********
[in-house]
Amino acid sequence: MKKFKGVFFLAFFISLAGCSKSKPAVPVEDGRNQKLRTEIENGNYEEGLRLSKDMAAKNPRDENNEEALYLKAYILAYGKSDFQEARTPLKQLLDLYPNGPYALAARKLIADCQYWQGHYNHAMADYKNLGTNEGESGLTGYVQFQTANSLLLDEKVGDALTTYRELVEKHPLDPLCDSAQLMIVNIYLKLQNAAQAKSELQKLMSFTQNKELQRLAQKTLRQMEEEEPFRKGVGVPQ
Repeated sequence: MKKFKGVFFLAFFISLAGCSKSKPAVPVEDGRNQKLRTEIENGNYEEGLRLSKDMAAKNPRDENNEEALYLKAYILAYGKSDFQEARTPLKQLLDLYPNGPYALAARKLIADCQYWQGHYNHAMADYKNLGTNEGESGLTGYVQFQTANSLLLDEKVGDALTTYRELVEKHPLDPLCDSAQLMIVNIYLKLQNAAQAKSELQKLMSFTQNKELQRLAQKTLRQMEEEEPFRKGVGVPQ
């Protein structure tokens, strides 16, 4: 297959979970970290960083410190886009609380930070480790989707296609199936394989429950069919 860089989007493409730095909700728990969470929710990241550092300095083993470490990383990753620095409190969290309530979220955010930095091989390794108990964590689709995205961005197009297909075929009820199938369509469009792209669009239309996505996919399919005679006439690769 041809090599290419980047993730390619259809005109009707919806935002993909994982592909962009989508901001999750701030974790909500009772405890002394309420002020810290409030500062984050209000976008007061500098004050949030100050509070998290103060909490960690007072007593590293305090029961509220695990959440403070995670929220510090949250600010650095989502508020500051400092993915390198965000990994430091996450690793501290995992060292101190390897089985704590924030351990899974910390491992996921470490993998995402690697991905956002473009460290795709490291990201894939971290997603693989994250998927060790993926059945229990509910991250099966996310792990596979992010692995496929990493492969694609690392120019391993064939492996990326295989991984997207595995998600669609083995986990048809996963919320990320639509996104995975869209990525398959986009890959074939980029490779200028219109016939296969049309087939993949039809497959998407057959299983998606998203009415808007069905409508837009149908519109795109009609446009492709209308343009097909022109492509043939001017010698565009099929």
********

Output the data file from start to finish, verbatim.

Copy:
[in-house]
Amino acid sequence: MKKFKGVFFLAFFISLAGCSKSKPAVPVEDGRNQKLRTEIENGNYEEGLRLSKDMAAKNPRDENNEEALYLKAYILAYGKSDFQEARTPLKQLLDLYPNGPYALAARKLIADCQYWQGHYNHAMADYKNLGTNEGESGLTGYVQFQTANSLLLDEKVGDALTTYRELVEKHPLDPLCDSAQLMIVNIYLKLQNAAQAKSELQKLMSFTQNKELQRLAQKTLRQMEEEEPFRKGVGVPQ
Repeated sequence: MKKFKGVFFLAFFISLAGCSKSKPAVPVEDGRNQKLRTEIENGNYEEGLRLSKDMAAKNPRDENNEEALYLKAYILAYGKSDFQEARTPLKQLLDLYPNGPYALAARKLIADCQYWQGHYNHAMADYKNLGTNEGESGLTGYVQFQTANSLLLDEKVGDALTTYRELVEKHPLDPLCDSAQLMIVNIYLKLQNAAQAKSELQKLMSFTQNKELQRLAQKTLRQMEEEEPFRKGVGVPQ
């Protein structure tokens, strides 16, 4: 297959979970970290960083410190886009609380930070480790989707296609199936394989429950069919 860089989007493409730095909700728990969470929710990241550092300095083993470490990383990753620095409190969290309530979220955010930095091989390794108990964590689709995205961005197009297909075929009820199938369509469009792209669009239309996505996919399919005679006439690769 041809090599290419980047993730390619259809005109009707919806935002993909994982592909962009989508901001999750701030974790909500009772405890002394309420002020810290409030500062984050209000976008007061500098004050949030100050509070998290103060909490960690007072007593590293305090029961509220695990959440403070995670929220510090949250600010650095989502508020500051400092993915390198965000990994430091996450690793501290995992060292101190390897089985704590924030351990899974910390491992996921470490993998995402690697991905956002473009460290795709490291990201894939971290997603693989994250998927060790993926059945229990509910991250099966996310792990596979992010692995496929990493492969694609690392120019391993064939492996990326295989991984997207595995998600669609083995986990048809996963919320990320639509996104995975869209990525398959986009890959074939980029490779200028219109016939296969049309087939993949039809497959998407057959299983998606998203009415808007069905409508837009149908519109795109009609446009492709209308343009097909022109492509043939001017010698565009099929």